Chizhevsky’s scientific interest tended to switch to biology. His several employments between 1922 and 1926 were dealing with medicine and biology. In 1923 Alexander Chizhevsky got a job in the Practical Laboratory of Zoopsychology and took an active part in research. The scientist studied effects of aeroions on animals and human beings. Works of the Russian researcher attracted attention of international academic communities. The first foreign country that published Chizhevsky’s works was France. The paper became the first research on curing effects of aeroions on respiratory tract diseases. In 1929 Alexander Chizhevsky became the member of Toulon Academy of Sciences. The same year the scientist was invited to Columbia University (USA) to read lectures in biological physics. Employment in the Practical Laboratory of Zoopsychology left Chizhevsky enough time for working in other places and on other interesting problems of electrobiology. Between 1924 and 1930 Chizhevsky collected extended statistics on long-term dynamics of various processes, taking place in the biosphere and suggested a concept, linking them with cycles of solar activity. Chizhevsky’s scientific activities found understanding and support of the Soviet government. In 1931 the government established Central scientific laboratory of ionification, headed by Chizhevsky for 11 years. In 1937 Chizhevsky organized two research labs for studying aero- ionification, however, not much is known about that work. Many technical problems found solutions, but the World War II interrupted all studies, which were resumes only in fifties.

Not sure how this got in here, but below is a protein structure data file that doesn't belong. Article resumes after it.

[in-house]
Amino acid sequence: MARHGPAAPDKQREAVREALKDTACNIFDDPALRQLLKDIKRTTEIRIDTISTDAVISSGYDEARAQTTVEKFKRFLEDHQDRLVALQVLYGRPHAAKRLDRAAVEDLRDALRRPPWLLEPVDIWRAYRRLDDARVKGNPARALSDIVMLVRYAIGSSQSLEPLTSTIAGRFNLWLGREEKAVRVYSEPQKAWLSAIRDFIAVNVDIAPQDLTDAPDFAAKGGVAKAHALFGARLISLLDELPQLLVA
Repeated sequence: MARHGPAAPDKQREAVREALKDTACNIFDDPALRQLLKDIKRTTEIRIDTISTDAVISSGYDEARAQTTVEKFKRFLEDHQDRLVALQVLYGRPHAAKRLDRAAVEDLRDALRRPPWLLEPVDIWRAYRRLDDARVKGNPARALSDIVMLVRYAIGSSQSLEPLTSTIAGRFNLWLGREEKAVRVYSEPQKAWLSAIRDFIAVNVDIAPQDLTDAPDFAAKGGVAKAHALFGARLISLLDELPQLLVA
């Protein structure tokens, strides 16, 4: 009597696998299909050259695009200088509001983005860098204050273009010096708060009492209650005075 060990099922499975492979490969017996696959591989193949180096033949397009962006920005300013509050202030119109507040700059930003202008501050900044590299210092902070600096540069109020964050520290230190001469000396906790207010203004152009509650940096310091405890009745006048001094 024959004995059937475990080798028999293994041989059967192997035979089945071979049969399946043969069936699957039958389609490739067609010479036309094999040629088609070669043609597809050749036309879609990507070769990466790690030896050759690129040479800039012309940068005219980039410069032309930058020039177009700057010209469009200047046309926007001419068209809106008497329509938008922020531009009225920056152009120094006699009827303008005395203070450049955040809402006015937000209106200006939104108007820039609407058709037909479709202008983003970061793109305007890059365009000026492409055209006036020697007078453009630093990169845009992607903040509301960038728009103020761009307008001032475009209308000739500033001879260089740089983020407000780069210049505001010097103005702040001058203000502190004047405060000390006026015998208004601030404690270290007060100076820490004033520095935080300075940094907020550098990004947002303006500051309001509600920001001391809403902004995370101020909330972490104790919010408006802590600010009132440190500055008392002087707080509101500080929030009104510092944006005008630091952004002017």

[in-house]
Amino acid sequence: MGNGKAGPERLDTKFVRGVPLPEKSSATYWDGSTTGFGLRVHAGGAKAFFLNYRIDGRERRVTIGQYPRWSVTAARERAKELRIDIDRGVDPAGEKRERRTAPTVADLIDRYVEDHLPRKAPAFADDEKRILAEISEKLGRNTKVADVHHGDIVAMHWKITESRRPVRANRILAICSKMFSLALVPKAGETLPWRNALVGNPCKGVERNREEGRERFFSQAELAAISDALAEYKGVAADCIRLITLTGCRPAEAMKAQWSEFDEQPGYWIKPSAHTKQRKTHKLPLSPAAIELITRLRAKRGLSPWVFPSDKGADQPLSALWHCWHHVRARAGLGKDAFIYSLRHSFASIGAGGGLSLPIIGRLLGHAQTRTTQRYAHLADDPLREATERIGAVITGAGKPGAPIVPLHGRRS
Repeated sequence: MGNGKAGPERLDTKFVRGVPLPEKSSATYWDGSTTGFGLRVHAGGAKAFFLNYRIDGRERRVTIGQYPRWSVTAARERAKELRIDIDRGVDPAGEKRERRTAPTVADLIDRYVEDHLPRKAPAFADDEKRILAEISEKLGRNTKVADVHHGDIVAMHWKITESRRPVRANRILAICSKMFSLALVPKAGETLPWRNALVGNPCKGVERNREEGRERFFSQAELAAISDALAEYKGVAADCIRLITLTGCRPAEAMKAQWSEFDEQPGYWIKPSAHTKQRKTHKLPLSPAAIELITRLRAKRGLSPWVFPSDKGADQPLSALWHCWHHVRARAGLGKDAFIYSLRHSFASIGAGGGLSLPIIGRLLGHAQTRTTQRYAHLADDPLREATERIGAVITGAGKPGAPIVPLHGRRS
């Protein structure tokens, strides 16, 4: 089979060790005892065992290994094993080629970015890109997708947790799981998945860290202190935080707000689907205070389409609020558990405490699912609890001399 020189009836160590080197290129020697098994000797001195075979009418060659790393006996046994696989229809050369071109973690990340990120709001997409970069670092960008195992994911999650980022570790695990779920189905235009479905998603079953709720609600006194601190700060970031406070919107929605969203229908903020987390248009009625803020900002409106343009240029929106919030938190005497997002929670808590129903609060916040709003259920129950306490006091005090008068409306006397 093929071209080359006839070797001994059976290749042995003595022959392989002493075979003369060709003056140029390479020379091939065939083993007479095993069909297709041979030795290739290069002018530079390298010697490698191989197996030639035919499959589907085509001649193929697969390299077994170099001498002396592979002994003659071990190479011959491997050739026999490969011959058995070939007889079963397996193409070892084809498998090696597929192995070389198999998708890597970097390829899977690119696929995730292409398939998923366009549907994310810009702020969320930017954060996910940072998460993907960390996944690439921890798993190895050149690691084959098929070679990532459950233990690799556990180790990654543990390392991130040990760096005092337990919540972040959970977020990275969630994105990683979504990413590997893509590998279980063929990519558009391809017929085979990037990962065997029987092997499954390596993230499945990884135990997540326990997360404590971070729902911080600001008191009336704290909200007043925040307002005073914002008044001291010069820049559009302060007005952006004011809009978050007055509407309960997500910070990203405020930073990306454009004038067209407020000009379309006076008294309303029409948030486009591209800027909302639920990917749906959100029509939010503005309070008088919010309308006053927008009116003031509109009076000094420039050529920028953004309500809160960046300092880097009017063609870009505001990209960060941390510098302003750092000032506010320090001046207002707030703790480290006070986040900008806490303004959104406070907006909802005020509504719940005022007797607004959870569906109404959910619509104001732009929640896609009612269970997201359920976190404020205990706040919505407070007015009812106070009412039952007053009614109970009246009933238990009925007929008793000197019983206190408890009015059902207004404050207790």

Further fate of Alexander Leonidovich Chizhevsky was tragic, like fates of many eminent people of those times. The researcher was arrested in 1942. His “sins” were numerous: he wasn’t proletarian by birth, he wrote the book called “Physical factors of the historical process” and so on and so forth. Alexander Chizhevsky spent eight years in prison camps and only in 1950 was allowed to live peacefully in Karaganda. Chizhevsky lived in that city until 1958, when he was rehabilitated, and worked in Kazakhstan and the Urals. The scientist continued his studies of aero-ionization and introduced the technique to several coalmines of Karaganda region. When Chizhevsky returned to Moscow, he brought the aero-ionic therapy to some of medical institutions of the capital and founded the Scientific Laboratory of Ionization and Air Conditioning. While living in Karaganda, Alexander Leonidovich Chizhevsky performed a series of experiments on hemodynamics and prepared draft papers on aero-ionification and structure of moving blood.

When the researcher returned to Moscow, he took the position of scientific consultant and head of the laboratory “Souyzsantekhnika” until his death. The scientist died on December 20, 1964 and was buried in Moscow at the Pyatnitskoe cemetery.

Source: Biography of A. Chizhevsky

Kizilova Anna


Tags: Alexander Chizhevsky Russian scientists Russian science